Since the Jamala Wildlife Lodge opened at the National Zoo and Aquarium in December guests have enjoyed sleeping with sharks, eating with lions and bathing with bears.
But one of the stars, 16-year-old giraffe Hummer, short for Humbekhali, has been reluctant to get up close and personal until now.
He was meant to be the star of the treehouse rooms when they opened in December, but it took zoo staff 100 days of careful coaxing to convince Hummer to let guests feed him from their balcony.
"Conditioning him to come into the new area proved to be quite difficult, but he did it in the end so we're very impressed and proud of him," ungulate keeper Amanda Hadley said.
"Giraffes are relatively food motivated but not completely… so it was just baby steps; getting him a step further each day was a huge success."
With supervision from a keeper, guests staying in the giraffe treehouses now have the opportunity to feed Hummer from the balcony before he is locked away overnight from 6.30pm for the safety of him and guests.
National Zoo and Aquarium owner Richard Tindale said the zoo was established without commercial considerations, but the Jamala lodge was set up to create cash flow to further develop its conservation and breeding programs.
"Over the years it became very obvious the closer we could get people to animals the more impact it had on people and what reaction they had to wildlife in general and conservation," he said.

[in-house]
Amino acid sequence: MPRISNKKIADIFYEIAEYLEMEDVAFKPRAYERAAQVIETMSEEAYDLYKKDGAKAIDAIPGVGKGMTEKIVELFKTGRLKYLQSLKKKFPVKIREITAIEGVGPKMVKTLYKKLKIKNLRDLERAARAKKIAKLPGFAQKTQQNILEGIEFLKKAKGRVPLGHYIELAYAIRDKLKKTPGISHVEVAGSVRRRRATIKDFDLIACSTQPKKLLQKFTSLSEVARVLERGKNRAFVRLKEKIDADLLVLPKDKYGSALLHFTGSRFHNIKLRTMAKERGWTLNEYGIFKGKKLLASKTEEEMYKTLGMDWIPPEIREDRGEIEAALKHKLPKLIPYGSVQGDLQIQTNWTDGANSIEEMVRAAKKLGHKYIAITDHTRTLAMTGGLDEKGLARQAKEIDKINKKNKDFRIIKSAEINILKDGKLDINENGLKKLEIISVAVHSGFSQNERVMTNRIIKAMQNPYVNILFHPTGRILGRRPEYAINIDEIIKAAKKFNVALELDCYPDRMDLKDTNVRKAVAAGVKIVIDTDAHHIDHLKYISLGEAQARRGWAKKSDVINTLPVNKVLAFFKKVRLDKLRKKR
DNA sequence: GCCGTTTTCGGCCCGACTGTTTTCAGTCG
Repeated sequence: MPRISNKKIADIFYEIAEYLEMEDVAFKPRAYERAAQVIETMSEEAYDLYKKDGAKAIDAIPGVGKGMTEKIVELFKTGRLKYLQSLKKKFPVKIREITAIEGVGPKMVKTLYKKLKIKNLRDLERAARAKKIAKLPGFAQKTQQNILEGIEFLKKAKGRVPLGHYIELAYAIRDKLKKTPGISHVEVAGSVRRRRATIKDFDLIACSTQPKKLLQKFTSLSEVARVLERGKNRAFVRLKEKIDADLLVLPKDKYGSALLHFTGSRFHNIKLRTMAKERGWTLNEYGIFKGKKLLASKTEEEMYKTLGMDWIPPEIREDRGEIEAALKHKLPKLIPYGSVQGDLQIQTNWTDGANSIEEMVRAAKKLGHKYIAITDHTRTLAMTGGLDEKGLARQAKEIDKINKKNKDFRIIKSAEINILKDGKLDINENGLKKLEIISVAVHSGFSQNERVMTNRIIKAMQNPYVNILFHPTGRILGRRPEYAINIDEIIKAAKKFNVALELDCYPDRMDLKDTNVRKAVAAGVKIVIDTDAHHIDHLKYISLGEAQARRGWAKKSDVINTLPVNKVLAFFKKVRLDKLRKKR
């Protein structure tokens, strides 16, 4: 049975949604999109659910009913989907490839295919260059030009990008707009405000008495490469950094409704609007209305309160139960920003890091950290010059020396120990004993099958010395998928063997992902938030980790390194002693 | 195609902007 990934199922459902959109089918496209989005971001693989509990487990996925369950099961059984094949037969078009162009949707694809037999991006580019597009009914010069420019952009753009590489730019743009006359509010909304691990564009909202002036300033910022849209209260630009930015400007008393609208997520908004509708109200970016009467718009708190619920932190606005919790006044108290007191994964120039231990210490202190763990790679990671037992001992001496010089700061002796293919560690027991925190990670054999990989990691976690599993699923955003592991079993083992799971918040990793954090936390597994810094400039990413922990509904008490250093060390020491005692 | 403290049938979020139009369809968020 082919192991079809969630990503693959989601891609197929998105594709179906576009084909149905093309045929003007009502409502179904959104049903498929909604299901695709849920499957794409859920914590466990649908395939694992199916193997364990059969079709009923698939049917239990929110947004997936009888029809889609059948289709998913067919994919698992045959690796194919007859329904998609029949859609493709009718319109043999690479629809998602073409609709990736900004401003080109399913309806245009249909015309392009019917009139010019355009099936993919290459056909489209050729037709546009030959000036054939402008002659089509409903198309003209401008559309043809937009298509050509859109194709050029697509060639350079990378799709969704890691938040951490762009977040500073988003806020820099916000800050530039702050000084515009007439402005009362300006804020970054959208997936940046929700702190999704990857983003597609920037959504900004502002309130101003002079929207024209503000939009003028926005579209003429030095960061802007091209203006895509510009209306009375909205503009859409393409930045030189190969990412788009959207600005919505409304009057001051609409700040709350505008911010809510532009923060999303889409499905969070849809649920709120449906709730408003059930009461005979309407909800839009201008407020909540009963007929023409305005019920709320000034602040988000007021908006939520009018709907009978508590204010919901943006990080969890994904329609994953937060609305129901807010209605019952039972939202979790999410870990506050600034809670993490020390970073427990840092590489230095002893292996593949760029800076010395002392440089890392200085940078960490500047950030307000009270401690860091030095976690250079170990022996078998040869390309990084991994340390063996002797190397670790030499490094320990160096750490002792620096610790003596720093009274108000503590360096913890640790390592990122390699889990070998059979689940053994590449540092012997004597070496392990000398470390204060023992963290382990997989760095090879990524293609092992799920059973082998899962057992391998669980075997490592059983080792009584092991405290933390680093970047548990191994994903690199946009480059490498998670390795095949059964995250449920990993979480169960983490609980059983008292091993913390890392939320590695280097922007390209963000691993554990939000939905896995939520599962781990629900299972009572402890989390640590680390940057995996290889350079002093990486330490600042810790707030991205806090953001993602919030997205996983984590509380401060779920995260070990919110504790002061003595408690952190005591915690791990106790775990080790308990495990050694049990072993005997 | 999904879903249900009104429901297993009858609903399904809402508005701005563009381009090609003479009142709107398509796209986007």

"We wanted to get people as close to the animals as the animals feel comfortable with."
Chief Minister Andrew Barr hailed the lodge as a key tourist attraction during a tour of the enclosure on Thursday, where he fed Hummer carrots from the balcony.
"As an investment in tourism in Canberra it's an exciting and innovative initiative that sends a signal to other tourism operators that we can continue to innovate and raise the standards of the tourism offering in Canberra and that those investments will be rewarded with a really positive response," he said.
Australian Hotels Association ACT general manager Brad Watts said the "unique high-end" accommodation was helping drive visitation to Canberra and provided a much-needed boost to the challenged sector.
"There are also several other exciting, new accommodation properties in the ACT boosting the economy, including Hotel Kurrajong and The Avenue Hotel Canberra," he said.
"Several more hotels are expected to be opened soon, including Little National at Barton and the Vibe Airport hotel."
The zoo's newest giraffe Mzungu, who arrived last month, is yet to go on public display, but has settled in well to her new enclosure, Ms Hadley said.
Giraffes in captivity usually live to their mid-twenties but Ms Hadley said she was hopeful Hummer would live until 30.